THE PERSEIDS METEOR SHOWER will peak August 11
Famous birthdays, August 11
- Ray Garrett, Jr., former chairman of the SEC
- Arlene Dahl, actress
- Hulk Hogan, wrestler
It is believed that dreams come true on the night of the shooting stars.
Meteors are bits of debris left behind by comets. The Perseid is from the Comet Swift-Tuttle, the largest object known to make repeated passes near the Earth. It's nucleus, about 6 miles across, is "roughly equal to the object that wiped out dinosaurs." (www.space.com).
The shooting stars are fast. They enter the Earth’s atmosphere at over 133,000 mph. They range in size from a grain of sand to peas and marbles. When they hit the ground (rare), they are called meteorites.
When the Perseid particle enters the atmosphere, it compresses the air in front of it, which heats up. The meteor can become more than 3,000 degrees. This intense heat then vaporizes the meteors, creating what we call SHOOTING STARS.
Some large meteors splatter, causing a brighter flash called a fireball, and sometimes an explosion that can often be heard from the ground.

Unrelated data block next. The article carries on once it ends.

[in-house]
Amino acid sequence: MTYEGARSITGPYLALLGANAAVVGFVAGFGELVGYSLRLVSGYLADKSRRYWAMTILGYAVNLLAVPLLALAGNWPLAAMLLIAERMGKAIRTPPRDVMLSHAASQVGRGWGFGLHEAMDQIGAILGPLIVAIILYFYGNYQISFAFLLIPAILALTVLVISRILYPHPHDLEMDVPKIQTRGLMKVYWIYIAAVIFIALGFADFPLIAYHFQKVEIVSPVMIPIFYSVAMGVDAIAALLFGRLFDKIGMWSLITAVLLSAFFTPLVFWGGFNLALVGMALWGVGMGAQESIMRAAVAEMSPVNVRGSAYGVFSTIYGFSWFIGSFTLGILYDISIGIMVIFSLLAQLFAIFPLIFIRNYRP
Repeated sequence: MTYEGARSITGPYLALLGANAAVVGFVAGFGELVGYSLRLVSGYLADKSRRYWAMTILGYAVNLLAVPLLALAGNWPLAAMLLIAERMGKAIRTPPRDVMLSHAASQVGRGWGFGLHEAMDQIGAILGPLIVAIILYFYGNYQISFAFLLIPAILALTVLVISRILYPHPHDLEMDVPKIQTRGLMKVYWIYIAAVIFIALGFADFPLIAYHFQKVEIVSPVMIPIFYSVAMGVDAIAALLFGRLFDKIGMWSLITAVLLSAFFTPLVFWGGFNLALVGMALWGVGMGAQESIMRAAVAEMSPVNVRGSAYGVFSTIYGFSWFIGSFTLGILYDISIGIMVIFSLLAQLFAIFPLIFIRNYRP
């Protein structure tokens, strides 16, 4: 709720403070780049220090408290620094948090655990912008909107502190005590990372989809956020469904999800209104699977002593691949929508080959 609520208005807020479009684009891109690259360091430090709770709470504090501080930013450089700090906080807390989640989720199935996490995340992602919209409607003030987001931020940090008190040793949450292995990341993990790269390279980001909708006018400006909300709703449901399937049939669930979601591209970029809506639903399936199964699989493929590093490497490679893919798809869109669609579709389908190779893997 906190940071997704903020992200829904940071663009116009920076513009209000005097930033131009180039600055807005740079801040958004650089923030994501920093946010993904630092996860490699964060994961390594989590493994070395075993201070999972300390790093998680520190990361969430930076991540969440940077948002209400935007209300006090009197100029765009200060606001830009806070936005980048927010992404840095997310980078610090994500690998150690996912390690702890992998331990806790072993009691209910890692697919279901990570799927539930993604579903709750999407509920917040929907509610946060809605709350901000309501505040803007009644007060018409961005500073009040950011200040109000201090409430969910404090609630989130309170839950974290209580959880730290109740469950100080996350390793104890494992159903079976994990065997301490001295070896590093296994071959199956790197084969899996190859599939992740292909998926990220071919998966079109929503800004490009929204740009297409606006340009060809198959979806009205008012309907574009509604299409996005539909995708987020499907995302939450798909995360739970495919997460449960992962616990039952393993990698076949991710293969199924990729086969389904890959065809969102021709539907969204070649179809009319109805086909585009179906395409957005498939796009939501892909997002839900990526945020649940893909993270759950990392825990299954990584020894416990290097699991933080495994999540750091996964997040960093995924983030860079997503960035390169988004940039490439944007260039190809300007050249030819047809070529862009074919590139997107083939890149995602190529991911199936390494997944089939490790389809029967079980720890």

The Swift-Tuttle has a 13- year orbit around the Sun. Each time it has left a trail, and each trail has meteors. The best time to view is pre-dawn. This year, there will be a bright moon (gibbous) which will set about 1:30 a.m. Then the sky will be dark enough for good observation. The show began around July 17th, but the full moon interfered with vision. There will be about 10 other showers going on at the same time, including the Kappa Cygnids.
So get out your quilt and head for the hills/boat/park and catch a falling star. Put it on your pillow and watch ...
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